B.C. Health Minister Adrian Dix and provincial health officer Dr. Bonnie Henry head for the B.C. legislature press theatre to give a daily update on the COVID-19 pandemic, April 6, 2020. (B.C. government)

B.C. Health Minister Adrian Dix and provincial health officer Dr. Bonnie Henry head for the B.C. legislature press theatre to give a daily update on the COVID-19 pandemic, April 6, 2020. (B.C. government)

B.C. nears 300,000 COVID-19 vaccinations, essential workers next

564 new cases, four deaths, no new outbreaks Thursday

B.C. public health officials are expecting their first shipments of AstraZeneca vaccine for COVID-19 next week, and are preparing to administer it to first responders and other essential workers.

Details of when people in the large group of essential workers will receive their first dose are expected by the third week of March, provincial health officer Dr. Bonnie Henry said. The new vaccination program is to run in parallel with the age-based vaccination of seniors using Pfizer and Moderna vaccines, starting with those aged 90 and up next week.

Henry reported the latest coronavirus case numbers, with 564 new cases and four additional deaths associated with COVID-19 in the 24 hours up to March 4. There were no new outbreaks in communities or the health care system, with seven outbreak protocols currently in effect at long-term care and assisted living facilities. There have been cases found in three independent living senior homes, but a low number of positive tests has been found, Henry said.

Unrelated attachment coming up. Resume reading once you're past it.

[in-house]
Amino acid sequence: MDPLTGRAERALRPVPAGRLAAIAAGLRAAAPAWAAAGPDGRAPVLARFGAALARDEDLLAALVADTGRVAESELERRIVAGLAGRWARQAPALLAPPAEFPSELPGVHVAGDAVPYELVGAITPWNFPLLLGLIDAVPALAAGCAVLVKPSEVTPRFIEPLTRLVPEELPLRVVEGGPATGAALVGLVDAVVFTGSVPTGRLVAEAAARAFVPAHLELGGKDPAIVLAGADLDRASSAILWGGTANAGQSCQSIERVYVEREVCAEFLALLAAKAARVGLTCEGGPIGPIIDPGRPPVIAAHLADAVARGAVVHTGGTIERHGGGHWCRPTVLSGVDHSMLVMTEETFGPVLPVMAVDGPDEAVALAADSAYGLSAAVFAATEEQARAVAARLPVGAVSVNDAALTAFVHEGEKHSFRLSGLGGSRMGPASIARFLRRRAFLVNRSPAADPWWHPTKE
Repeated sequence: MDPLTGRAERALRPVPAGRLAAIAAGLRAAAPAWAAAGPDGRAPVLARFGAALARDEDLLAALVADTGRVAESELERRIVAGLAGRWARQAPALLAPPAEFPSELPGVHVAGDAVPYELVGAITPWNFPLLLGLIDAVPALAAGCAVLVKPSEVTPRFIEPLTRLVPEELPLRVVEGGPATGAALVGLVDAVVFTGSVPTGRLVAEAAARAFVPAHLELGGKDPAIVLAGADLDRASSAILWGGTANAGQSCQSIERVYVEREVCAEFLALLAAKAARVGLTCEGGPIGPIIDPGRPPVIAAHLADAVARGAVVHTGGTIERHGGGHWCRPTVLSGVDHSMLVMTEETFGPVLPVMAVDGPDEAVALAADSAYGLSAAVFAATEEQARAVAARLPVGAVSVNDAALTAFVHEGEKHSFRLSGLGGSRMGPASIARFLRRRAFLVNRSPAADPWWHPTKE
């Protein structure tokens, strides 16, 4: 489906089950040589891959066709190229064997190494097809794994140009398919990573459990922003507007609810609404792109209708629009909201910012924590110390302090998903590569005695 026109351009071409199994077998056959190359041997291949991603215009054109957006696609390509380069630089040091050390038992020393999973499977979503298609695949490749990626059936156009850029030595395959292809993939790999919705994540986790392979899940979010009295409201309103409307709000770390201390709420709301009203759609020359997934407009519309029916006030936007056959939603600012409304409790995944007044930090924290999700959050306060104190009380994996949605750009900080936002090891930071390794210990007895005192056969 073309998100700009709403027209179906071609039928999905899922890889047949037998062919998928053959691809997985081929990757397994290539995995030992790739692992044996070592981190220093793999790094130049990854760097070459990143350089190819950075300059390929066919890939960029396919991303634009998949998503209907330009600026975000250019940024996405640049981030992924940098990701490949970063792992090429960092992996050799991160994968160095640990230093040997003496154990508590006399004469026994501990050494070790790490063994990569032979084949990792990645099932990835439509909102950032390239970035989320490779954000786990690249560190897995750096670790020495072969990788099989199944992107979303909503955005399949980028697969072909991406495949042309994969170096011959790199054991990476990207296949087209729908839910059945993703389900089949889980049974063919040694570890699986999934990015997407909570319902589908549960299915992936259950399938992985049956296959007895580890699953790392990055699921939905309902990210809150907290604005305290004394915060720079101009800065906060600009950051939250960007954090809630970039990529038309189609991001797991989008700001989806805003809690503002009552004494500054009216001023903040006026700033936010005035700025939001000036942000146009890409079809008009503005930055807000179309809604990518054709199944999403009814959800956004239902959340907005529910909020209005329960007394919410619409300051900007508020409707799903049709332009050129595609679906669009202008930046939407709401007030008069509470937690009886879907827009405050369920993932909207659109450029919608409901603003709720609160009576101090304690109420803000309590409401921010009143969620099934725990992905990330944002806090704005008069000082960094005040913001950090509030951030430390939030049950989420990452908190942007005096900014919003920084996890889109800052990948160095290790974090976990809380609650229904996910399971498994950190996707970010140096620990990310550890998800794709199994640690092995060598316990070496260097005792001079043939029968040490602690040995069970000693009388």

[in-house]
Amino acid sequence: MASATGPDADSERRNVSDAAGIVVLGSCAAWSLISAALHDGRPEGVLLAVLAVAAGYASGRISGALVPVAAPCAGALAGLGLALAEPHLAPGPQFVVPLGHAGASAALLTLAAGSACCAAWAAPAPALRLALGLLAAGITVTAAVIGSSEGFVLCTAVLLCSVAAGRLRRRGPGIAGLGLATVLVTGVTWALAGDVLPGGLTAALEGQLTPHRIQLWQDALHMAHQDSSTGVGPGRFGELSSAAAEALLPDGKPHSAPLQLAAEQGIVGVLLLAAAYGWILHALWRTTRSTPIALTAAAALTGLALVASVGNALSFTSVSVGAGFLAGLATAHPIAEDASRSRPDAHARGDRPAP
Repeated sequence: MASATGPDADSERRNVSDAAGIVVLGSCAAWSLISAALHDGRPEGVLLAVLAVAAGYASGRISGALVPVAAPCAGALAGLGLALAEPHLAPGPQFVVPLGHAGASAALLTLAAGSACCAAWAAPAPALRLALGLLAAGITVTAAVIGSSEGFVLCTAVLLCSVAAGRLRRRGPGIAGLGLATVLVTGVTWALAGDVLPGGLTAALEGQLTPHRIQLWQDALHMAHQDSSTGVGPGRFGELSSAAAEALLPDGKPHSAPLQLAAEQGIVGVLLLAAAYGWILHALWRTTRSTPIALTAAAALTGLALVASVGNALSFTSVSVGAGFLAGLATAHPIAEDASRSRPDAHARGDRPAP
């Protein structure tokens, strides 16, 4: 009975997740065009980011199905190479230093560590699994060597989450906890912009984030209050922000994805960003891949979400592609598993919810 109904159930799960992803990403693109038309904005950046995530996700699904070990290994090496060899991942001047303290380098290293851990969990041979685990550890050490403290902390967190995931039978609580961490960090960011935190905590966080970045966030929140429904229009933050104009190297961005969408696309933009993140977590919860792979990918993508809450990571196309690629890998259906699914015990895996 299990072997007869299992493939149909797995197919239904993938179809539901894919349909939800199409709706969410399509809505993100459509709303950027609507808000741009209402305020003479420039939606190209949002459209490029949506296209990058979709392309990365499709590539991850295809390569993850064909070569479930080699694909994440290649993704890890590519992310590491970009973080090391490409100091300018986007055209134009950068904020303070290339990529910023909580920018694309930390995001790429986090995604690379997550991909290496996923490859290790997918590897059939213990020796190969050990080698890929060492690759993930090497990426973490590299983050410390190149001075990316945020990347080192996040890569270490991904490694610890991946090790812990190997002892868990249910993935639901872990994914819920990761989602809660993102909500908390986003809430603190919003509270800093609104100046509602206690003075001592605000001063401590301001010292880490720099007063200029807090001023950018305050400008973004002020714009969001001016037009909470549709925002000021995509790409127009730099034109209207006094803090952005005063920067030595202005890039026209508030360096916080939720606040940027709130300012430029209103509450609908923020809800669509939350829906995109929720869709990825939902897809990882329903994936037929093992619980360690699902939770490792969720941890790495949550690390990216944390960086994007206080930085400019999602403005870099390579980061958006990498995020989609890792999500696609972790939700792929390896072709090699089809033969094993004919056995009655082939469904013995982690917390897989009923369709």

Overall vaccination in B.C. is nearing 300,000, and public health officials expect the rate to accelerate with Pfizer and Moderna vaccine deliveries resuming and the permissible interval between the first shot and the booster shot extended to four months.

Henry apologized to people in long-term care whose second-dose appointments were cancelled, as public health officials updated their vaccination plan last weekend based on new research on the effectiveness of first doses over time.

“I regret that our communications weren’t able to keep up as fast as the decision-making,” Henry said, reminding people that any dose they didn’t get has gone to someone else in the community to increase protection for everyone.

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